With the CFPB rule in place, consumers still can choose to pursue arbitration if they prefer. But there is absolutely no consumer benefit in being forced into arbitration and losing the right to file a class-action lawsuit; these suits return $440 million to 6.8 million consumers every year, after attorneys’ fees and court costs.
The Congressional Review Act
Just 15 days after the CFPB finalized the arbitration rule, the U.S. House of Representatives passed a Congressional Review Act (CRA) resolution of disapproval striking down the rule. The CRA allows Congress – by majority vote in both chambers, with limited debate, no possibility of a filibuster and the president’s signature – to overturn recently issued public protections. Making matters worse, the CRA blocks agencies from issuing rules that are “substantially the same” without express authorization from Congress.
The CRA process gives the U.S. Senate until roughly the end of October to act.
To date, Republicans in Congress and President Donald Trump have used the CRA to strike down 14 regulatory protections as payback to their corporate donors, who spent more than $1 billion to get their way. Seven months into the Trump administration, these 14 resolutions remain the only legislation of consequence the president has signed other than Russia sanctions (which Trump signed reluctantly). The arbitration rule is at serious risk of becoming the 15th protection repealed using the CRA’s expedited process.
The financial industry has given more than $100 million in campaign contributions to Senate Republicans co-sponsoring the CRA resolution, according to an analysis (PDF) from Public Citizen. These contributions may explain why Republicans in Congress are willing to aid and abet bank rip-offs of their own constituents (PDF) – even after many of these same politicians condemned Wells Fargo for its litany of financial abuses and even in the face of polling showing that voters in both parties strongly support protections against rip-off clauses.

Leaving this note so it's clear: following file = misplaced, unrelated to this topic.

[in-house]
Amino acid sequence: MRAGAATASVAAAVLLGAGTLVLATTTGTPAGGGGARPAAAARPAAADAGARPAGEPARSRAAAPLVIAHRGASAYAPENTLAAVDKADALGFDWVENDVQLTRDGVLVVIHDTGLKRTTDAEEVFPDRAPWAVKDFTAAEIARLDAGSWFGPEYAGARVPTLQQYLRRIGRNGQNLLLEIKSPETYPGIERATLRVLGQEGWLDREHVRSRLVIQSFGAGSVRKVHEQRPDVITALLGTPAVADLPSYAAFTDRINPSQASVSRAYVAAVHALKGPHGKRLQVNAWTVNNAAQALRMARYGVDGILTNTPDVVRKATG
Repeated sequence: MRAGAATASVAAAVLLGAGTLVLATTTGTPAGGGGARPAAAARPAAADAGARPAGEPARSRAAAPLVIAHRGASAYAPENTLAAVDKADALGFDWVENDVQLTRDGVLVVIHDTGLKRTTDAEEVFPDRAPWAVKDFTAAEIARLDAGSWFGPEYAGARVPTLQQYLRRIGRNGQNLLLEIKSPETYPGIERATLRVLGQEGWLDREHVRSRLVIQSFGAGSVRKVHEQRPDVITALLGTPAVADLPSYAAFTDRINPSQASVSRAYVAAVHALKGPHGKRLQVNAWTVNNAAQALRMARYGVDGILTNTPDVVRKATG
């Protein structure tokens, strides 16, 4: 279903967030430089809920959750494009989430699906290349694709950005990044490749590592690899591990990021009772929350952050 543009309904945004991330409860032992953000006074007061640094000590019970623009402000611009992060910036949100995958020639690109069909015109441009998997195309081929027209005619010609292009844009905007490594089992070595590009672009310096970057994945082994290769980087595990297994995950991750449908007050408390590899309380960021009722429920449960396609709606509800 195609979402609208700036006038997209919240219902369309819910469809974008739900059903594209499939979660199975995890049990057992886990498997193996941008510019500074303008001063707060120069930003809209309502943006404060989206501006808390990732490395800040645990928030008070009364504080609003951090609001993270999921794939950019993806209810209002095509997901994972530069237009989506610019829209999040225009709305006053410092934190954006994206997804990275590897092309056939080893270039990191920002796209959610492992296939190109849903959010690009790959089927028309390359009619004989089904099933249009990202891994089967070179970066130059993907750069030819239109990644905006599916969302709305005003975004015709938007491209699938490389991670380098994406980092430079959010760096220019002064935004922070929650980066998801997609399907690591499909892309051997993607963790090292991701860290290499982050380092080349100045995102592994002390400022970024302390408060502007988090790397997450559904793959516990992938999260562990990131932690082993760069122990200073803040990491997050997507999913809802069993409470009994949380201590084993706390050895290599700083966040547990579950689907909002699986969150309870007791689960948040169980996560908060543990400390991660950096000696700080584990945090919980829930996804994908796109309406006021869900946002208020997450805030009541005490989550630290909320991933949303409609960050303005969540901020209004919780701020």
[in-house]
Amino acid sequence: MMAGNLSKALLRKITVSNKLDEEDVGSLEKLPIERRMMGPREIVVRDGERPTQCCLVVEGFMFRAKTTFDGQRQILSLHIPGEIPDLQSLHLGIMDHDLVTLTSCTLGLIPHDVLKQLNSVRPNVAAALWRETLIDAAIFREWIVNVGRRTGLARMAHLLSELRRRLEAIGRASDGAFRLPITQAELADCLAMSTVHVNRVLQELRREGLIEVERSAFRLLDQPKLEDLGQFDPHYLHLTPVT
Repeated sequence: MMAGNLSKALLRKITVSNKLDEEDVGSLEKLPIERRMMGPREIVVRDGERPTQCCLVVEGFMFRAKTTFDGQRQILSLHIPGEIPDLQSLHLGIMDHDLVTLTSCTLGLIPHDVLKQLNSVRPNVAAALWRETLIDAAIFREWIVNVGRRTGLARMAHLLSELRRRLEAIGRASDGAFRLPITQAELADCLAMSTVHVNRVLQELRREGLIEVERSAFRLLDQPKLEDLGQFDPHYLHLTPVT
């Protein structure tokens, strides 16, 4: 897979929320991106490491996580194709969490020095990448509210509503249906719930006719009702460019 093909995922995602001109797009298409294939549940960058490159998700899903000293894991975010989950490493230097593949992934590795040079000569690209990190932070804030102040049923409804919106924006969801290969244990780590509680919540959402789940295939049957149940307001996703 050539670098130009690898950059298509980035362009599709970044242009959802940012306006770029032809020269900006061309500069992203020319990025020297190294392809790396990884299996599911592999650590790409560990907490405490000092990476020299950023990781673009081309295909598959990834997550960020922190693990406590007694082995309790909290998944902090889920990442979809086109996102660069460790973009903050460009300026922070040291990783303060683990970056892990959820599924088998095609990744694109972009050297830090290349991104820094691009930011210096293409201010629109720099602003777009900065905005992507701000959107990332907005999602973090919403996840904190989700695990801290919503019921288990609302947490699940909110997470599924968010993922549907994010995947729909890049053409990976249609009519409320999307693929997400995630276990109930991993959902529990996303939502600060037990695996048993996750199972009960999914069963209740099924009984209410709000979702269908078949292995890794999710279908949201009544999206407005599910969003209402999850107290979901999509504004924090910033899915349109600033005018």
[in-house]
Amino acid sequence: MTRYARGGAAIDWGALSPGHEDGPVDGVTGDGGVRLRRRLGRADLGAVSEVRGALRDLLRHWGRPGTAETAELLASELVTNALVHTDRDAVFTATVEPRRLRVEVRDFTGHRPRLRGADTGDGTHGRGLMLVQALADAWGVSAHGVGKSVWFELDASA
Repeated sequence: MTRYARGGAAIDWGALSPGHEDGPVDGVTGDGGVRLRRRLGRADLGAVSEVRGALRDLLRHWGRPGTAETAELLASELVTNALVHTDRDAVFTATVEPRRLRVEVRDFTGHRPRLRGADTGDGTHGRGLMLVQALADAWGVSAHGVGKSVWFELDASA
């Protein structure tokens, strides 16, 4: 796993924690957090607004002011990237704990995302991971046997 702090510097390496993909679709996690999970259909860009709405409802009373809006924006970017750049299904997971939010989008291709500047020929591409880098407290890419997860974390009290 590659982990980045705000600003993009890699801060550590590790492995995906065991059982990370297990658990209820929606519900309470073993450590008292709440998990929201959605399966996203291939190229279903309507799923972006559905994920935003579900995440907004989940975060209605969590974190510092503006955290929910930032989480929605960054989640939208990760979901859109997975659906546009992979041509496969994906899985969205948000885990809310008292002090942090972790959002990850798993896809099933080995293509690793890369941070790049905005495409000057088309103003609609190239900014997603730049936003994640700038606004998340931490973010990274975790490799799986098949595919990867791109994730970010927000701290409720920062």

The State of Play
According to press reports, U.S. Sen. Lindsey Graham (R-S.C.) opposes the CRA resolution overturning the arbitration rule, and U.S. Sens. Susan Collins (R-Maine), John Kennedy (R-La.), and Lisa Murkowski (R-Alaska) remain undecided as to how they will vote. Every senator who wants to be able to look a Wells Fargo customer in the eye should oppose repeal. Siding with consumers should be an easy choice.
With so many pressing issues on the congressional docket this fall – government funding, the debt ceiling, renewal of the Children’s Health Insurance Program and the National Flood Insurance Program, and more – it would be a relief to tens of millions of American consumers if these senators never had to make a choice.
Senators are expected to return to Washington, D.C. on September 5, concluding the August recess. From that point until late October, the CRA resolution to repeal the arbitration could be brought to the floor for a vote at any time. If this CRA resolution follows the timetable of similar resolutions voted on in the spring, there will be less than 24 hours of advanced warning when a Senate vote is scheduled.
In late March, Americans across the ideological spectrum were shocked to learn that Congress had repealed broadband privacy protections and dismayed that the public hadn’t been warned in advance about such a flagrant and unpopular corporate power-grab. The CRA’s lightning-fast repeal process allowed Congress to act before the press caught wind of what was happening. It easily could happen again.
The time to cover forced arbitration is now. Please contact any of the individuals listed above to speak with an expert.